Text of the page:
Scannell left school at 14 to work as a bookkeeper for an insurance company. He was tall, handsome, and charming. At 18 he met a young woman by the name of Barbara Phillips. She became pregnant, and Scannell quickly married her, but the two would never live together. Scannell and his brother stole close to £100 from their father and went on a weeklong drinking binge in London. Running short of cash, they enlisted in the army. 

Scannell saw time in North Africa, though less than he suggested in his memoirs. He was not present at the Battle of El Alamein, but he almost certainly fought at the Battle of the Mareth Line and the assault on Wadi Akarit. He also took part in the D-Day invasion. Scannell was not the best soldier: He would regularly go AWOL during training to go on drinking binges, and on the battlefield, he tried as much as possible to avoid shooting anybody. After the attack on Wadi Akarit, however, he snapped when he saw British soldiers stealing from their own fallen comrades: “I just remember all those dead Seaforths lying out there,” he later recalled, “and our blokes going round, settling on them like f—ing flies, taking their watches and wallets and Christ-knows-what, and I just got up and walked. It was like a dream.” 

He was arrested a few days later and spent six months in a military prison in Alexandria before being released for good behavior and reinstated with his unit. 

Scannell’s time in a military prison was not only difficult—the prisoners were given repetitive tasks, regularly humiliated, and subjected to random punishments—but it instilled in him a strong sense of guilt and self-doubt. Afterwards, he would always see himself as a coward, despite having deserted only after the fighting ended at Wadi Akarit and going on to fight in Normandy. Taylor writes that Alexandria reinforced Scannell’s “distrust of military virtues .  .  . and .  .  . brought to his poetry a sympathy of the weak, the morally compromised.”  

The day after Germany surrendered in 1945, Scannell (still Bain) packed his bags and left his post. Because this was considered a second desertion, Scannell, if caught, would be returned to military prison to finish his original sentence. In London, he fell in with a group of artists and intellectuals who had opposed the war from the beginning and who took Scannell in, providing him with a new name and work on the black market. In 1947, he was caught by military police, faced trial for desertion, and was sent to a psychiatric hospital for a short time before being released. He married again, though he had never divorced his first wife, and was subsequently charged with bigamy.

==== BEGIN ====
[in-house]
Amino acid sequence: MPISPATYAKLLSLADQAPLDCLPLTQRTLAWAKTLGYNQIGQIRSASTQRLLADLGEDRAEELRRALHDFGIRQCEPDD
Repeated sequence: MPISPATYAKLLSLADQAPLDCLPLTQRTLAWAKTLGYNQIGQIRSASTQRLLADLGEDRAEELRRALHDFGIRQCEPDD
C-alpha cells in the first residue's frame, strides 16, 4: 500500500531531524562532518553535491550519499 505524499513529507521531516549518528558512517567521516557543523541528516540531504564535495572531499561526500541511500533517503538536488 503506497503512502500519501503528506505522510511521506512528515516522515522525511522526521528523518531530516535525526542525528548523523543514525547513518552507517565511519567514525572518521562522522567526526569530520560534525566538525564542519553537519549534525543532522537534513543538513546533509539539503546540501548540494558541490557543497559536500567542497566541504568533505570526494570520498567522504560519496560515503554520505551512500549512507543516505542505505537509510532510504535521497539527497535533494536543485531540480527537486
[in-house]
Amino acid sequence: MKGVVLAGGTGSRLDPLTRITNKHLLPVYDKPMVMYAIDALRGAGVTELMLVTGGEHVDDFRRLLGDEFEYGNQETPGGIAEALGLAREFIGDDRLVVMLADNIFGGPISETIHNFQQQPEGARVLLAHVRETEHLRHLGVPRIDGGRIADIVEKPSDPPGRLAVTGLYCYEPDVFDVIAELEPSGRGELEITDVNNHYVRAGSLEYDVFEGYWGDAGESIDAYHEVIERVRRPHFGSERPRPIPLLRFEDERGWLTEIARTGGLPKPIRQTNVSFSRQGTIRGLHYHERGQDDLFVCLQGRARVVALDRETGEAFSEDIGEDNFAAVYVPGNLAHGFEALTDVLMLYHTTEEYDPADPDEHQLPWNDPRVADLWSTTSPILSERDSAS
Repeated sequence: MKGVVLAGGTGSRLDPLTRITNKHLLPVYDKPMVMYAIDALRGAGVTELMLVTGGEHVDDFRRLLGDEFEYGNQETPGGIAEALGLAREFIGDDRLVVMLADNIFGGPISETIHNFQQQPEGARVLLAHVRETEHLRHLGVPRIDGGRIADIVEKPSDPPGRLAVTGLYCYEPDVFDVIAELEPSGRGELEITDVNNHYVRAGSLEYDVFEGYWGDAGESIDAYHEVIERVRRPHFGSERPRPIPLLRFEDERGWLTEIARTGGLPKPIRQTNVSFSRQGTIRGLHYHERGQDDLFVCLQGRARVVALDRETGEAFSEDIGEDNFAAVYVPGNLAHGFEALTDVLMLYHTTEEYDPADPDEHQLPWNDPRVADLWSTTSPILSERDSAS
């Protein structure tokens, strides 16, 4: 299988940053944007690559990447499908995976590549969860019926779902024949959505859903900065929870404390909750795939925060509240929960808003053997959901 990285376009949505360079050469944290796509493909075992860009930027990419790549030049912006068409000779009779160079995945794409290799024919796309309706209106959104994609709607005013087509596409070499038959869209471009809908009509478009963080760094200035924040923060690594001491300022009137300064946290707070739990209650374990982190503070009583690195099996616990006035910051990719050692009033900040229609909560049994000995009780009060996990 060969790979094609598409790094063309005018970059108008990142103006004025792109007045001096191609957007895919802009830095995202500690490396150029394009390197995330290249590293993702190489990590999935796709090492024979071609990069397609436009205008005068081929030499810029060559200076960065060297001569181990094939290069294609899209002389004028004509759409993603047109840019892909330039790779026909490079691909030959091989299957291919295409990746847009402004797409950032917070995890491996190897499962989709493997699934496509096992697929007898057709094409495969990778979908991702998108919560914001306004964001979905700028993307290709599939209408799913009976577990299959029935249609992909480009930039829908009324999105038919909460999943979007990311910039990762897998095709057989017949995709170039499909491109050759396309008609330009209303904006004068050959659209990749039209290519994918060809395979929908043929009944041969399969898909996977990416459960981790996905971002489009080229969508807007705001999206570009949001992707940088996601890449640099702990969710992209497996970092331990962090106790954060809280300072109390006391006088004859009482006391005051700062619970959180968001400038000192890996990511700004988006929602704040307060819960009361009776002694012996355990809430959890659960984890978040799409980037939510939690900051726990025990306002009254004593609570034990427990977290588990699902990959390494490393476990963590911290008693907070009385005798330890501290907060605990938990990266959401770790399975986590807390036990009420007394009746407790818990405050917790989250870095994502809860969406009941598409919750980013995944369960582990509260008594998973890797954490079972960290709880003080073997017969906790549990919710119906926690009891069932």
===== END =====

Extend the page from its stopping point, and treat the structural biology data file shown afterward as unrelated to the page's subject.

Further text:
It was in London that Scannell began to write seriously. He would marry a third time, and remain married for two decades, before divorcing again. While he worked as a secondary school teacher and headmaster to support his growing family, he lived mostly by his writing and readings. According to Taylor, he was a good (if often absent) father and a loving and terrifying spouse who could become violent when drunk. He found it impossible to remain faithful to one woman. 

Scannell was a prolific, as well as talented, writer: Between 1960 and 1990 he published more than a book a year. Yet while Taylor comments on some of these works, and on Scannell’s development as a writer, he gives too much space to Scannell’s binges and beatings, which make for repetitive reading. 

Taylor does comment, in detail, on Scannell’s two final collections, in which we find some of his most powerful work as the poet looks back, with regret, on his life. In “Missing Things,” Scannell writes: I’m very old and breathless, tired and lame, / And soon I’ll be no more to anyone / Than the slowly fading trochee of my name. While the poet tells himself that, when dead, he will feel nothing, “like the stone of which the house is made,” he asks: Then why so sad? And just a bit afraid? The reason, of course, is that just as there is more to life than poetry, there may be more to death than silence. In one poem, Scannell confesses his need to give a full account of all / the lies and self cruelties; in another, he hears the first soft chords from far away: / the wounded music of what might have been

Whether or not the poet found peace at the end of his life, his own “wounded music”—quiet, elegant, humble—rang true to the end.

Micah Mattix is assistant professor of literature at Houston Baptist University.